Wednesday, September 26, 2012

Children @ Your Library

I hardly ever went to the library as a child so I don't have any anecdotes about how great the children's librarian was and how she got me hooked on reading.  Almost everyone has one of these nostalgic stories of the children's librarian of yesteryear which leads me to my point that librarians should be memorable to kids - and not in a negative way.

Understanding that the importance of a child's reference question ranks just as high as the adult customer standing in your line is a good start toward making a positive impact on that child.  A guest writer for Letters to a Young Librarian, Jenn Estep, commented on what it takes to be a good children's librarian and the points she makes are very valid. If your library is lucky enough to have a separate children's department and librarians who specialize in this area then you may not find what I have to say particularly helpful.  If, however, your library is a branch like mine with no one particular person to handle children's reference, this post is a good starting place.  Jenn Estep's post assumes that you actually want to be a children's librarian, and maybe you do, but maybe you don't.  Maybe you just want to survive the amount of time it takes to shelve the cart of juvenile books and the numerous questions you will surely be asked during that time.  Whichever lofty goal you have set for yourself, allow me to offer some non-children's librarian tips for handling children's reference:

Children Are Customers, Too
Treating a child's question with as much care as an adult asking about your business resources is the first step toward engaging the child.  It is easy to overlook their needs because children are less likely to complain about being ignored. But as advertisers will tell you, children are the most powerful customers of all and warrant your full attention.  So often, I see the library staffer approach of only speaking with a parent and never acknowledging the child standing right next to them.  In a scenario like this, I wouldn't blame the child for never wanting to step foot in a library again.  If you can make a genuine connection with a child, however, you have a customer for life.  And what parent can say no to a child begging to go to the library?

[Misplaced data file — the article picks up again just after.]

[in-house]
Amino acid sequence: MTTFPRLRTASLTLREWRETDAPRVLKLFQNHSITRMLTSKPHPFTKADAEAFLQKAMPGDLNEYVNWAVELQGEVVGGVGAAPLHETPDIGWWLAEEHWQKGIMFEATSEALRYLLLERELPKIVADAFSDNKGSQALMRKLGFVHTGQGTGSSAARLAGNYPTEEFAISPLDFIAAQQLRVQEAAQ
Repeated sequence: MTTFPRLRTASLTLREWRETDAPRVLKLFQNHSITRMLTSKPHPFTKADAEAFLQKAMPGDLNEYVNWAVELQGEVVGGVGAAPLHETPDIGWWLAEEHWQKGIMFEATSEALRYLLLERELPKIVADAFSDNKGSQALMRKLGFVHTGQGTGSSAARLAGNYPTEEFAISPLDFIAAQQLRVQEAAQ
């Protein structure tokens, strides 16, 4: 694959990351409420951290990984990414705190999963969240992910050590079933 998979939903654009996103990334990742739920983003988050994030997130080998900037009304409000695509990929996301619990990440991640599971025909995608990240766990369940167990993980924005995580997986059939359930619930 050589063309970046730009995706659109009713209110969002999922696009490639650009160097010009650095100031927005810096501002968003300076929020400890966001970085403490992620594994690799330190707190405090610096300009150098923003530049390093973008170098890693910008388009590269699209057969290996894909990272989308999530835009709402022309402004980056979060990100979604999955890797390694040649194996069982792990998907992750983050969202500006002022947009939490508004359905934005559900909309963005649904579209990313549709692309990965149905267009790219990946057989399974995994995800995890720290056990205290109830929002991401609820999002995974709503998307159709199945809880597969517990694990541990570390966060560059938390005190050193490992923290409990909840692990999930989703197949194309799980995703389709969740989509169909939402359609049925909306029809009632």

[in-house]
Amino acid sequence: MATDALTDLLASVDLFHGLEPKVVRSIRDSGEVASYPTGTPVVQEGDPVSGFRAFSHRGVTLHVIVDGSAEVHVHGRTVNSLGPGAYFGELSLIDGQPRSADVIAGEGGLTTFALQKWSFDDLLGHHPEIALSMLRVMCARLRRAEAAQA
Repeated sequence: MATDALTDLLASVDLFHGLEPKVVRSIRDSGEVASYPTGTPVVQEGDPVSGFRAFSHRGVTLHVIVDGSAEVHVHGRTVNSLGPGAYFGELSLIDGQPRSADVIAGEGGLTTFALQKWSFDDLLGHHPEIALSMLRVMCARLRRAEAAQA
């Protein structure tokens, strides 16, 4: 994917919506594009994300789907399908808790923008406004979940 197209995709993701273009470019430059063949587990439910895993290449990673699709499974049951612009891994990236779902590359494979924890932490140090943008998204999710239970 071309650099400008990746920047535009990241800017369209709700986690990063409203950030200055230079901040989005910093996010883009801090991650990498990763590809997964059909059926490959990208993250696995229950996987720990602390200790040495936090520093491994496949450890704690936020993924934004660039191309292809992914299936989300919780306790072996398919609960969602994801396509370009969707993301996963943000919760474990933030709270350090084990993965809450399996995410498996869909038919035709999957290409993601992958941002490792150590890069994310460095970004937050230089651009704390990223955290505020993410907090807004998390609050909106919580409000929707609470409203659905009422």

Your MRBs Are No Good Here
Children's librarians take special courses in child reference behaviors during library school.  If you work in a library, you probably had training on Model Reference Behaviors and it may or may not have included a section on children's reference questions.  One of the key points drilled into our heads regarding MRBs is to ALWAYS ask open ended questions.  But for children, who are still developing language skills, answering open ended questions can be difficult.  Instead, I recommend asking multiple choice questions to prevent a game of 20 questions.  Here is a great example:

Child: Where are your books on dogs?
Librarian: I have lots of books on dogs.  Do you have a dog or do you just like them?
Child: I have a beagle.
Librarian: That's awesome!  I wish I had a dog but I'm allergic to them.  Did you want to look at books about Beagles or learn about other types of dogs?
Child: Beagles.
Librarian: Let's go look and see what we have. (As you walk to the books ask other questions such as, "do you have to take care of your dog," "how old is your dog," and/or "do you have any other animals?" The answers to these fun questions will help narrow the specific type of book the child is looking for)   

Most children are succinct in their answers and the only way to get them talking is to make a connection on a topic they love.  By having a conversational reference interview, you put the child at ease and increase the likelihood that the child will return to the library.

Early Childhood Literacy Matters
My wonderful coworkers, who have much more knowledge about children's reference than I do, have worked on several projects dealing with Early Childhood Literacy that really makes a difference.  From reader's advisory workshops to a literacy station in our juvenile collection (right,) children feel at home in the library even if they never seek the help of a library staff member.  Hopefully, I will be able to share the reader's advisory workshop with you in the near future, as well.

Working with children can be so rewarding if you let it.  It is impossible for me to cover every single nuance of assisting children at your library, but I certainly hope this gives you a jumping off point toward understanding our littlest, and perhaps most important, customers.


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